Attorneys have been concerned with marketing for as long as there has been a practice of law. The internet has changed attorney marketing by giving solo practitioners the ability to stand above their competitors. Instead of having to pay out huge marketing expenses that he or she does not have (for billboards, television advertising, etc.), the independent attorney can have a quality website built and through proper handling of their web presence they can rank higher than their competition. Rising above competing attorneys in search means being in control of your SEO efforts.
Lawyers often do not understand what SEO is or what it entails
“SEO” stands for search engine optimization. In short, a website optimized for the search engines is going to perform well in organic searches. It does not take some type of magic to make your law firm’s website show up higher in the search rankings. The truth of the matter is that SEO has two components. First, search engines will favor your site if it contains content that is unique and of high quality. Second, Google and Bing will approve of your site if it performs well from a technological standpoint. You can expect to do well against other lawyers in search if you satisfy both of these components.
The dependance of your SEO efforts on content and a website’s technical structure are understandable when one thinks about it logically. Understanding SEO requires one to put themselves in the shoes of a search engine. If you are Google then your job is to provide internet searchers with the most relevant results to their query. If you are a search engine but you provide results that are irrelevant than people are going to quickly quit using your product. Likewise, if a search engine is providing results that include websites which provide a poor user experience (such as loading slowly or being difficult to navigate) then users are again unlikely to continue using that search portal as they are only being provided with results which frustrate them. So in order for a search engine to do its job, which is to provide its users with the content they want to see the most, the search results must point to websites which contain relevant information and provide the user with a good experience (such as being easy to navigate and loading quickly).
It is also important to understand what SEO is not. As attorneys we have gotten calls from marketing firms promising “to get us to the first page of Google.” Anyone who would make a promise such as this does not deserve a moment of your time. First, there is no special formula for getting your site on top of search rankings as the criteria by which the search engines rank websites are constantly changing. Whatever strategy someone is using on Monday may not necessarily work on Tuesday. Second, the marketing firms promising to get you on the first page of search typically are not involved in a key area that search engines care about – they are not going to write your content for you. In other words, SEO requires effort in numerous areas.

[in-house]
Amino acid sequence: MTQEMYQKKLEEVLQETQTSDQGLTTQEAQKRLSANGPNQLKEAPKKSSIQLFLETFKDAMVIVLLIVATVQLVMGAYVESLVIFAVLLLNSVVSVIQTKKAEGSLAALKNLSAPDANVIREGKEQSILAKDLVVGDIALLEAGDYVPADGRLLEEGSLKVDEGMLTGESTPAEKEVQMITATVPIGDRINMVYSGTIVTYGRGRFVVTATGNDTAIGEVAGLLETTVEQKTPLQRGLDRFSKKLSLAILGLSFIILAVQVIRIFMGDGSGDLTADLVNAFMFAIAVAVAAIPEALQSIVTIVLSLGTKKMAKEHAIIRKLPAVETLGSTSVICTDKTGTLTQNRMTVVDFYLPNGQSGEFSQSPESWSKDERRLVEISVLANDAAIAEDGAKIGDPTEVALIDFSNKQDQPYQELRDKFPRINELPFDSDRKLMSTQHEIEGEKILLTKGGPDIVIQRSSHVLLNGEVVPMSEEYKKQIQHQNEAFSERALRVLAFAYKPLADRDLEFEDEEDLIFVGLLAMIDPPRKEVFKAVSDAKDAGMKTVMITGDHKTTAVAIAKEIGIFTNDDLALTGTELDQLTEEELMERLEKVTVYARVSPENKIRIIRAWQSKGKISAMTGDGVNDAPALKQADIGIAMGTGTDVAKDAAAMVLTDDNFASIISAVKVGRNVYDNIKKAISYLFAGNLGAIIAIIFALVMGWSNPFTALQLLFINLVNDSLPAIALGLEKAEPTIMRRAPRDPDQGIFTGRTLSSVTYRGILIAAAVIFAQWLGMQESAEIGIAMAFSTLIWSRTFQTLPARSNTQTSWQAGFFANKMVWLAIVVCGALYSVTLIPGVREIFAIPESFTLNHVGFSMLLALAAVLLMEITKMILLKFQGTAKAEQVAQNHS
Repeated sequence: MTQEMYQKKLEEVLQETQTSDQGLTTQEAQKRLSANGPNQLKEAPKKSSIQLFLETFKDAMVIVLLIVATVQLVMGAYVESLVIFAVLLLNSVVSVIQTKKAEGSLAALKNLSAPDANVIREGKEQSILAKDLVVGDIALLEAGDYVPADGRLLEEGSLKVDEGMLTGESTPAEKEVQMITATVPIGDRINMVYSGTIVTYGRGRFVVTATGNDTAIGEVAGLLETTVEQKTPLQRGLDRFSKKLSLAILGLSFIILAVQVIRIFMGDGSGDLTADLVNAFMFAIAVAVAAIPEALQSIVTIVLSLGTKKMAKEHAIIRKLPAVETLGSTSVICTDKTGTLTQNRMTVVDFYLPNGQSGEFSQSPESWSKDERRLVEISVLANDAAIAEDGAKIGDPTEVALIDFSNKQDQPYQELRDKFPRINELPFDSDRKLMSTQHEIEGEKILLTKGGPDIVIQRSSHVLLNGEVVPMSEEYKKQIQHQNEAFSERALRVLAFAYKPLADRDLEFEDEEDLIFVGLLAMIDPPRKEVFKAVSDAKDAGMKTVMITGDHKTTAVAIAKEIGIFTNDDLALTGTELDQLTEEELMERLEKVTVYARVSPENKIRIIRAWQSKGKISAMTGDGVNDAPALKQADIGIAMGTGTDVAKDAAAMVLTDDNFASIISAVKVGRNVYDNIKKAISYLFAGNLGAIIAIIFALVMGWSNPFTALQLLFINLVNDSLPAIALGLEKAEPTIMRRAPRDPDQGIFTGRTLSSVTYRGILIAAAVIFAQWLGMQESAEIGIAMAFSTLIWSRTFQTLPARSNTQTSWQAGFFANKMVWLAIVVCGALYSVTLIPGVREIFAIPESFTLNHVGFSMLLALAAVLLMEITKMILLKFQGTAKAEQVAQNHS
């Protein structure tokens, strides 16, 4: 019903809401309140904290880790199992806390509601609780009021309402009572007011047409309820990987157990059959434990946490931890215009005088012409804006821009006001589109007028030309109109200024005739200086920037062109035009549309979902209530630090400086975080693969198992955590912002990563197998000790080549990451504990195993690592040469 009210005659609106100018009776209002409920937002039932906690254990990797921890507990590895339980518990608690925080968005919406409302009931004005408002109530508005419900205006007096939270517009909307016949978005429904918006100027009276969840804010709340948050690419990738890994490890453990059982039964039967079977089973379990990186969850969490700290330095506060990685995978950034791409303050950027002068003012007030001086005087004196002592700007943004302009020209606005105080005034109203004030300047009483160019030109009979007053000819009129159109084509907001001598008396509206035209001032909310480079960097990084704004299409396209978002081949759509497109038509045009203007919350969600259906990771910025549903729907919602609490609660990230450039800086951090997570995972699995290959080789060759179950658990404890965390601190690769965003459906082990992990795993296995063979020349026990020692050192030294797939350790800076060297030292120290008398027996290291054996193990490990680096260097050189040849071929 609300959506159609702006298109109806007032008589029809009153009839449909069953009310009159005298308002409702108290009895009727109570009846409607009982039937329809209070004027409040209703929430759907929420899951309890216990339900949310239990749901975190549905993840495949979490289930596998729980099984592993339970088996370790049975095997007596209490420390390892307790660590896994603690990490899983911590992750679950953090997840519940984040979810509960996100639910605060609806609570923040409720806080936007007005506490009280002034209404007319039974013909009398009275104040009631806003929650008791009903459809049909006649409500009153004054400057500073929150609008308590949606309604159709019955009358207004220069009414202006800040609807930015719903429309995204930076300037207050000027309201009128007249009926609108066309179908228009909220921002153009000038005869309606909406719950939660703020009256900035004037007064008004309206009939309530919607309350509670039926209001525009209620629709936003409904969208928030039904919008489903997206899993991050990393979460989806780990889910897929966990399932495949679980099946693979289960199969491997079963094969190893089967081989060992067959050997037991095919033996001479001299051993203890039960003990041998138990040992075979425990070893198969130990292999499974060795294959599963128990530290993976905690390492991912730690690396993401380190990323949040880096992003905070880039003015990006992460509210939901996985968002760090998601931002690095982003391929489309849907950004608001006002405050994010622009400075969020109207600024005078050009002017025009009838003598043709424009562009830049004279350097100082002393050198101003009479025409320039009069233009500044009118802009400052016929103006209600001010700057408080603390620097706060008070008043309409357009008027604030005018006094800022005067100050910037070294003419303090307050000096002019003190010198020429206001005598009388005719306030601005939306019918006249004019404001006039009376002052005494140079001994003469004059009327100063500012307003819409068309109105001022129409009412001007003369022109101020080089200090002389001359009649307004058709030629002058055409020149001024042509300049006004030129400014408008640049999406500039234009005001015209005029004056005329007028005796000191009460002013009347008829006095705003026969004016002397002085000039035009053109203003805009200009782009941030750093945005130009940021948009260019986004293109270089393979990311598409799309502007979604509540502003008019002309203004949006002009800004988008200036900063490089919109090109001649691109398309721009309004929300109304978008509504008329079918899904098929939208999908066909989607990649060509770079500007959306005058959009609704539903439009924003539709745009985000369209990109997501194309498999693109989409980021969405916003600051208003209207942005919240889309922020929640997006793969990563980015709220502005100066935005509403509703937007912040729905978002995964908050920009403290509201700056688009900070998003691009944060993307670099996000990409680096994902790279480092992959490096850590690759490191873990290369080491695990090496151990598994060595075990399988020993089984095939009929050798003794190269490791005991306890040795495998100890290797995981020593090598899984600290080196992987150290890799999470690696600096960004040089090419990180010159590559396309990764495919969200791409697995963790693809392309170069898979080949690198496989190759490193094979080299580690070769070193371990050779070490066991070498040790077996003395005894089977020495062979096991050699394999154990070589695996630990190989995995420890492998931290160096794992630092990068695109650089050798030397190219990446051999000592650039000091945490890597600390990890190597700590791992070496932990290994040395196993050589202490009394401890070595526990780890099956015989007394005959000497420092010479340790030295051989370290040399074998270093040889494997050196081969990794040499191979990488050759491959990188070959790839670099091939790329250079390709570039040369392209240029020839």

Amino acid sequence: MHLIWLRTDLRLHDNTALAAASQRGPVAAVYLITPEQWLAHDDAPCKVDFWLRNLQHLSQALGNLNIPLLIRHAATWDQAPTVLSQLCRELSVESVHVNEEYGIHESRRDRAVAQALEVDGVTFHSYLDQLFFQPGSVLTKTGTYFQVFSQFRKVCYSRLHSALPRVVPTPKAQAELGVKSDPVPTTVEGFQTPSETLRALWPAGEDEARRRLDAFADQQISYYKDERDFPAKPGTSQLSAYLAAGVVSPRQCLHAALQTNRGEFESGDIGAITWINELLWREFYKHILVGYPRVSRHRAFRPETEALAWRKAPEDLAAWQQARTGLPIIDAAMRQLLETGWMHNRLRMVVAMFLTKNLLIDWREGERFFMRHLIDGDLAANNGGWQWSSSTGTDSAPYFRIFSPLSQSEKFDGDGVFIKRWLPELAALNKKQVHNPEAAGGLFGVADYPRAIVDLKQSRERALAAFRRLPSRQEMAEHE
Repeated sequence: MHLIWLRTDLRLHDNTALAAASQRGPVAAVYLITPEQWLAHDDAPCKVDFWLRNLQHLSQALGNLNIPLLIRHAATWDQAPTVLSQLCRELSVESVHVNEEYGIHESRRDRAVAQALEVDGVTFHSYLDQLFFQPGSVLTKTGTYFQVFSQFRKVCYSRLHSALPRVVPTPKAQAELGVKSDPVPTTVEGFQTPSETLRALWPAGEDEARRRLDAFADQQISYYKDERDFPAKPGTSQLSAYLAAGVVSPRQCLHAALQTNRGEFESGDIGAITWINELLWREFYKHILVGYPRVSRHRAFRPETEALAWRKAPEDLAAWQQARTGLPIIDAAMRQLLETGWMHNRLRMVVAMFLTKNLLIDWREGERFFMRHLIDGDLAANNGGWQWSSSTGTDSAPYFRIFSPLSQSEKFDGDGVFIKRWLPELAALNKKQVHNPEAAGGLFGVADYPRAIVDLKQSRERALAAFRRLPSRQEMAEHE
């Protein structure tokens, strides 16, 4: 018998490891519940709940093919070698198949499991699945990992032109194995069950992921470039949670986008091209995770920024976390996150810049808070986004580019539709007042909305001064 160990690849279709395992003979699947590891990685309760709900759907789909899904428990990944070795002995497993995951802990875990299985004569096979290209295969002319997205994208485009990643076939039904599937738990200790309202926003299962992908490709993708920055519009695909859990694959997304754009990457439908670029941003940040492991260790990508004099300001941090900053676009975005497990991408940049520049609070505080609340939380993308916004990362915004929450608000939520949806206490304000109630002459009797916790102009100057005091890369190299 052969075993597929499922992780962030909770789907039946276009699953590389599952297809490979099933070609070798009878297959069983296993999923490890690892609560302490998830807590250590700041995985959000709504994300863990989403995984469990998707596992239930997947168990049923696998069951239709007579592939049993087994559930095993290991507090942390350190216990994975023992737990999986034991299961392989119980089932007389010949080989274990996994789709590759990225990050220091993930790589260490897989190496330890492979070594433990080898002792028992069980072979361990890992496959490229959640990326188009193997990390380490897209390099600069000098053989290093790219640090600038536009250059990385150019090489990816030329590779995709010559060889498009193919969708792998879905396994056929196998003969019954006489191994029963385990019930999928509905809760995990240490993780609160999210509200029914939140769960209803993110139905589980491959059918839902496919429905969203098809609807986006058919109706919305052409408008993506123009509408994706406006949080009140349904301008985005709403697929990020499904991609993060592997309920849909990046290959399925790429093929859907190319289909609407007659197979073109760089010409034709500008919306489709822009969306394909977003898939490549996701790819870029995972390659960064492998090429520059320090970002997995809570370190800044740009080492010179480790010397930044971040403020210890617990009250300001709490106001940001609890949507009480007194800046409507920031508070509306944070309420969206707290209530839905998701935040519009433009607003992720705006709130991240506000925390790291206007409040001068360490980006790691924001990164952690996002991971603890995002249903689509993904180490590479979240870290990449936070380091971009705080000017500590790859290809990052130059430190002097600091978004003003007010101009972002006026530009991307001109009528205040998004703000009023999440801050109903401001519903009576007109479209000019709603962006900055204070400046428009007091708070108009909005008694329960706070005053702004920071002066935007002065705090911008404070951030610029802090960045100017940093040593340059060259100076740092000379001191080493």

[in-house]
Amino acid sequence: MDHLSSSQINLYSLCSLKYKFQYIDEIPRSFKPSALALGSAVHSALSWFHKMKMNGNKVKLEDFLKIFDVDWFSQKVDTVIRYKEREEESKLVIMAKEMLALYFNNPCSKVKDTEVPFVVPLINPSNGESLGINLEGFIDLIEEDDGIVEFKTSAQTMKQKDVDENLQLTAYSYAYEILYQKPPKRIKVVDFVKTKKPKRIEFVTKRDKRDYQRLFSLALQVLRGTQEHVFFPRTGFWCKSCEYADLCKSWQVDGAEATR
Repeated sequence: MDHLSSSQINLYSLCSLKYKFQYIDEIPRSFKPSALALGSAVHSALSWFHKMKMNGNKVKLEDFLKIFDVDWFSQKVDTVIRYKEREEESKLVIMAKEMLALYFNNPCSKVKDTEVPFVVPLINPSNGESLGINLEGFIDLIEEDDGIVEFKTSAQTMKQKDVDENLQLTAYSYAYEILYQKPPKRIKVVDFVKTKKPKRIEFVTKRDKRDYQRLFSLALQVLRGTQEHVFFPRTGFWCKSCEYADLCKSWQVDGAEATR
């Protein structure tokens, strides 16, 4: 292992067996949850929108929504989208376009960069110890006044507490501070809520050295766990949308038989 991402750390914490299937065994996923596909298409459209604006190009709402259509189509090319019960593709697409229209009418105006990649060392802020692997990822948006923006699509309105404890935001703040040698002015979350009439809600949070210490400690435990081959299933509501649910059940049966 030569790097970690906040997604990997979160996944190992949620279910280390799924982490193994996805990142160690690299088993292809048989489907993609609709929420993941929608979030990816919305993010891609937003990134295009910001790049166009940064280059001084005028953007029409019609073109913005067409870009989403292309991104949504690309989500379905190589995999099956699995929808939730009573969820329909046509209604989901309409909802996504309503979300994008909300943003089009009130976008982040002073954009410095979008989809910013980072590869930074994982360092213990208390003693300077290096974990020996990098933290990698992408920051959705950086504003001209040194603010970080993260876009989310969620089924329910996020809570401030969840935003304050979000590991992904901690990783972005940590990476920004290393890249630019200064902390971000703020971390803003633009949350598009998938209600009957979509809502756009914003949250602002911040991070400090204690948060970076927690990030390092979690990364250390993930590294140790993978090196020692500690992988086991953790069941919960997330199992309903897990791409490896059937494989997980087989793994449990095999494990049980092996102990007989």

Lawyers can take control over their SEO efforts
Attorneys can take control of their firm’s web presence once they understand what SEO is and what it is not. First, you can help your firm perform better in search rankings by providing content that is unique from competing attorneys in your jurisdiction. Many attorneys fill their website with language about how they will “fight for their client” and little else. If your page is promising to fight hard then you are simply making the same promise that every other attorney is making on their page and your site, as a result, is not unique. It is critical to, instead, explain to your clients what makes you different from other attorneys and this discussion provides you with unique content that will stand out in search rankings.
Moreover, it is important that your site provide a better user experience than that provided by your competitors. User experience often comes down to many technical factors that exist behind the scenes of a website. Some of these factors are readily apparent to the end user (such as how fast the site loads and whether all the links on a page work when clicked) and many are not. The technical side of SEO makes it imperative that you hire a quality web builder for your practice. Fortunately for me, I had a heavy background in computer science and web optimization before I started my firm. Many attorneys, however, are just as in the dark about computer technology and internet marketing as their clients are about the law. In coming posts I will be discussing specifics on how to make your site’s content stand out and how to keep it technically sound.
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